My Managing Director at Kamalaya made a huge impression on me too.  There I learned how to do what we as hoteliers do every day with a spiritual approach to it. It was a very special place. It showed me how to tackle adversity with serenity. It is too easy to go down the route of losing your composure and your emotions. We are living in a world where the balance of energy is completely offset. There is a lot of hysteria around. I don’t think social media and modern technology helps. People don’t reflect before jumping to a conclusion. I think my experience at Kamalaya, encouraged me to look inwards and get to know myself better as a person, accept the need for personal improvement and work on it. I learned to be aware of the impact I had on others. It is too easy to have an outburst when things go wrong. It makes others feel bad, and you can get that message across in better ways. Sometimes just silence does the trick. That was a human journey for me.

“One of the practices in Buddhism is meditation. It is very hard for me to do especially when you have a busy mind that jumps all over the place when you are trying to focus. 

“When I do have time to myself, I go off and walk along the highland pathways surrounding The Fife Arms, with the heather on the side and the sky above, it is just me and nature. That is my way of meditating and disconnecting. 

He believes a place like Braemar with its natural outdoor beauty could be a wellness, mindfulness destination. Marc explains, “Wellness is one of the fastest-growing sectors in hospitality and is relatively new to the western world, but it has been happening in India, Thailand and other parts of Asia for a long time. When we use the term ‘wellness’, people here think of massages and therapeutic treatments, but it is so much more. Throughout the world, there are probably not many more than 10 award-winning holistic focused wellness establishments. Kamalaya is one – and for two consecutive years it was awarded Worldwide Health & Wellness Destination of the Year by the World Spa & Wellness Awards.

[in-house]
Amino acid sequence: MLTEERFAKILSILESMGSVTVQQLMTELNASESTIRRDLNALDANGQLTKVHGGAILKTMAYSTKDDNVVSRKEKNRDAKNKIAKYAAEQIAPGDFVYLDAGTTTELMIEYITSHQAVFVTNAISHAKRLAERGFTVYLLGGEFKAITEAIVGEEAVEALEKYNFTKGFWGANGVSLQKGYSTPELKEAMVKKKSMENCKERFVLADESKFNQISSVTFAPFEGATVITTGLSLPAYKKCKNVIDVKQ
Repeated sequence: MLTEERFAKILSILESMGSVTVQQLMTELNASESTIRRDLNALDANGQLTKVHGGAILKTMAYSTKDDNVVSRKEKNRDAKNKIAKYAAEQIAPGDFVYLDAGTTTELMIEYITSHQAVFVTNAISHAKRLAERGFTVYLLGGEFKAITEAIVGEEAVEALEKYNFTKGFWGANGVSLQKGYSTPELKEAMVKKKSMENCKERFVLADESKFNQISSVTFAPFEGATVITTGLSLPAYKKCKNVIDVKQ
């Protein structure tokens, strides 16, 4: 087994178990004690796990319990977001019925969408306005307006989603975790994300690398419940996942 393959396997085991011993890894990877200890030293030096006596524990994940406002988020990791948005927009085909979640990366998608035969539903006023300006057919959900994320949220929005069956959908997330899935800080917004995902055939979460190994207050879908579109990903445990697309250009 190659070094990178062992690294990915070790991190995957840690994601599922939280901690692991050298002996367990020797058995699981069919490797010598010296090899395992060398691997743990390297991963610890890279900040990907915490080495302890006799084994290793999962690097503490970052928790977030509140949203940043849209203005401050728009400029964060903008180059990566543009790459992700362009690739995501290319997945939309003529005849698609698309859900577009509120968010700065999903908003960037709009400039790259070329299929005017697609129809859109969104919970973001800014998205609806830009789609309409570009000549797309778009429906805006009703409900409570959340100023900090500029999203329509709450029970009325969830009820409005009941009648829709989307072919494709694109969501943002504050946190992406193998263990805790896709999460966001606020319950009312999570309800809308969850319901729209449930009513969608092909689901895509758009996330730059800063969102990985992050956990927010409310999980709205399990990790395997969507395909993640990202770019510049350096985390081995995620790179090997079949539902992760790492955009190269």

“We took a holistic approach there – which included emotional, physical and mental wellness – all three were combined. If you don’t feel physically well, it affects you mentally and this affects you emotionally and likewise the other way around. Basically, to feel good, one needs to find a harmony between the mind, the body and the soul. The ancient practice of traditional Chinese medicine including acupuncture helps. I used to do it every week and did so for three years. It changed my life and it is great for the mind as it helps you find emotional balance. 

“Everyone has anxieties or has hardships or knows someone who isn’t feeling well, but many of us just put on a brave face and chose not to confront our feelings. When you are true to yourself – when you say I am not perfect and ask for help, the journey of healing begins. As you get to know yourself you get to like yourself better and in turn, you become kinder to others. The world can do with more kindness.

I have been through all these things myself and seen it with others, and I realise that ultimate happiness is obtained from caring for others and seeing others happy. We easily forget this because we are living in an era of consumerism which tends to make us focus on the materialism. But what matters above all is wellbeing for the mind and the body. And when those two elements are in balance, one can actually sense a feeling of enlightenment. 

Changed days he tells me from when he was younger – he apparently was an extremely impatient young hotelier. But he has always had a passion, if these days he doesn’t quite have the same levels of energy.  But his hotel manager Rachael Henley has that in abundance. Marc says,   “When you are more experienced you’ve had the opportunity to gain wisdom, but the older you get the less energy you have, so we balance each other out very well. Rachael is an extraordinary leader who is great with the team, and it makes me very happy to see the determination, the care, and the passion she has.

He concludes, “I am an optimist. The Fife Arms has had a phenomenal year with domestic travel, and people south of the border now know they don’t have to go far to see absolute beauty, and experience authentic Scottish hospitality. So some good has come out of the situation and hopefully next year we will be able to welcome more international tourists back too.”

Now that is something to meditate on.